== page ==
In finished attics with complex roofs another strategy to air seal inaccessible building assemblies is to remove the roof and spray foam from the outside. Of course this is much more cost effective when done while replacing old shingles. However spraying from the outside is comparable if not cheaper in many instances than demoing and replacing interior finishes. Spraying low perm closed cell spray foam to the back side of dormer walls, slants walls and ceilings from the outside also places the vapor retarder where you want it and allows for the possibility of venting the roof decking.

  4. Cherylann128 | | #4

    J Chestnut

    All good points. After spending $50K to put on a new roof 8 years ago, there is no way I can justify insulating the exterior. Hahaha. As I said, wish I knew then what I know now. If it were up to me, I'd take out all the plaster and lathe walls/ceiling and spray foam the roof with closed cell but I know my husband would never go for it; he does want to retire some day, poor guy. I know anything can be remedied if one is willing to pay for it and I don't want to go cheap on this. At the same time, I don't want to break the bank.

    I have infrared pics of where I'm losing conditioned air; all the typical offenders, hatch doors, closet doors, outlets, windows, a/c registers etc. and the proposal included sealing air leaks and ducts. I'm going to wait till September to have the spray foam company come out when it won't be so brutally hot in the roof and we'll see what they recommend. I'll report back then.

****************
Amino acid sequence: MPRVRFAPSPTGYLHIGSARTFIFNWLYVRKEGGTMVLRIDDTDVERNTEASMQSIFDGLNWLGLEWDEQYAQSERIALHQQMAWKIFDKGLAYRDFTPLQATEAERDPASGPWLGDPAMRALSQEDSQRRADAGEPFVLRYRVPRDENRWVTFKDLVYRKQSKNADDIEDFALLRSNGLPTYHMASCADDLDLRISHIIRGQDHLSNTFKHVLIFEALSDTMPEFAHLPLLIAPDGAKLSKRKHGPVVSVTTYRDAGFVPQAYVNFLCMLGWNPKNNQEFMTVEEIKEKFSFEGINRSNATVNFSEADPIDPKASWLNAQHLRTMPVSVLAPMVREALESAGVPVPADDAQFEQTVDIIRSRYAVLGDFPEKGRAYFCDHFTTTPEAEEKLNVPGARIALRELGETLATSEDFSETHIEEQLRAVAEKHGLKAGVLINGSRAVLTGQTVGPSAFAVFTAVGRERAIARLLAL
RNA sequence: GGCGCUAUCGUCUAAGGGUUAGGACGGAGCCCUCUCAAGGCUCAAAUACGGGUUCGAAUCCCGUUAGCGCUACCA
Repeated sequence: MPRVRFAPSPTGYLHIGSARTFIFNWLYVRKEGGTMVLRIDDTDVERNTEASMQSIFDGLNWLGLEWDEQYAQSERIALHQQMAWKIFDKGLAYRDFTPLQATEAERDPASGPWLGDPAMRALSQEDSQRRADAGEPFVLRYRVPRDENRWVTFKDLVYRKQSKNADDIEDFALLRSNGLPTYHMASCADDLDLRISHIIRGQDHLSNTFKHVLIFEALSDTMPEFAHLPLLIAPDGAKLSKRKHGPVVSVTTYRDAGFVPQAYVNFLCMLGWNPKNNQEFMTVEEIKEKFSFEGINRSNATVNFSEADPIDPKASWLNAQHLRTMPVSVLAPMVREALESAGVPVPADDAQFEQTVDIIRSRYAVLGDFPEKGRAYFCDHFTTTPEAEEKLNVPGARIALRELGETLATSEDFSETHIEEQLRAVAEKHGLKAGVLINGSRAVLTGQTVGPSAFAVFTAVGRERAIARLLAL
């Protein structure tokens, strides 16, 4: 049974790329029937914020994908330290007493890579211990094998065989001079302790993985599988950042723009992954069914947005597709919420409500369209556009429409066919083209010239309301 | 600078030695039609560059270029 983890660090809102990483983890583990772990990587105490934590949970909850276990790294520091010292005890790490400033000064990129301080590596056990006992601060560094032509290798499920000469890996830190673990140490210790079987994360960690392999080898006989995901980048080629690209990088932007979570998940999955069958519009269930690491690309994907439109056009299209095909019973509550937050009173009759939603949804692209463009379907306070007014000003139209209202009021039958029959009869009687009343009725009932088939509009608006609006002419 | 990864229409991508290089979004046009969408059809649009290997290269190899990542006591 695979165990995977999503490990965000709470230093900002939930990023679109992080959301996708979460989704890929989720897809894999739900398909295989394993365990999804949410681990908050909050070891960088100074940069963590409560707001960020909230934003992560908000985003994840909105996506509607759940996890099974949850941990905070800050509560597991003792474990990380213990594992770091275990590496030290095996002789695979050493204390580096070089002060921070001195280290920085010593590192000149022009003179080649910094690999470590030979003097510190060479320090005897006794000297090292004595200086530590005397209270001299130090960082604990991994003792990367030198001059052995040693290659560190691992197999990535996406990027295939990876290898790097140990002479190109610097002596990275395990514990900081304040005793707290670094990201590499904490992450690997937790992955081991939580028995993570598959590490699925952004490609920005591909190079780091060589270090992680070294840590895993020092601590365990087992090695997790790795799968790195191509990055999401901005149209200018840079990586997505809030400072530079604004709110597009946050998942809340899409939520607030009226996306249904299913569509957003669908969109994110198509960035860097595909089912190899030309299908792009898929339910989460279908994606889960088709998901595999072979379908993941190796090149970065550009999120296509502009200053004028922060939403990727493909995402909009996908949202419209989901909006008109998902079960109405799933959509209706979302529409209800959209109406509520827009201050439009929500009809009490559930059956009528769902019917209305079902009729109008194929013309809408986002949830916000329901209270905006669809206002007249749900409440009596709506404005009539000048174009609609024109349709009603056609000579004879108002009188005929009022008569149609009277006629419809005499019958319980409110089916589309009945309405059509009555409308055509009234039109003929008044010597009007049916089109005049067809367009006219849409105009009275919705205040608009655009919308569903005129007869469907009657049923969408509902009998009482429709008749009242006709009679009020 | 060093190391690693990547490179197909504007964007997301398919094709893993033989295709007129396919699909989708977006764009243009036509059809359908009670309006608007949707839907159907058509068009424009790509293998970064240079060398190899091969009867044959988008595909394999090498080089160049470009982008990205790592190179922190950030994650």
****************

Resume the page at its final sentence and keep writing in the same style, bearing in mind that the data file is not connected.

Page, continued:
5. markgroupusa | | #5

    Good Morning Cheryl Ann,

    I work for Mark Group down at The Navy Yard in Philadelphia. We are the leading provider for home energy efficiency solutions in the Delaware Valley. I was able to obtain what I think is a great solution to address your home comfort needs. Please let me know if you're interested in scheduling a Home Energy Assessment at no cost to you, and I'll put you in contact with one of our Home Performance Advisors.

    Here is Mark Group's response to your post:

    "This is a common issue in older homes and/or homes that have been re-modeled. A lot of factors come into play during the evaluation period with regards to access, roof venting, soffit venting, and existing insulation conditions. The most challenging part to insulate is the sloped roof - starting from the top of the knee wall up to the peak.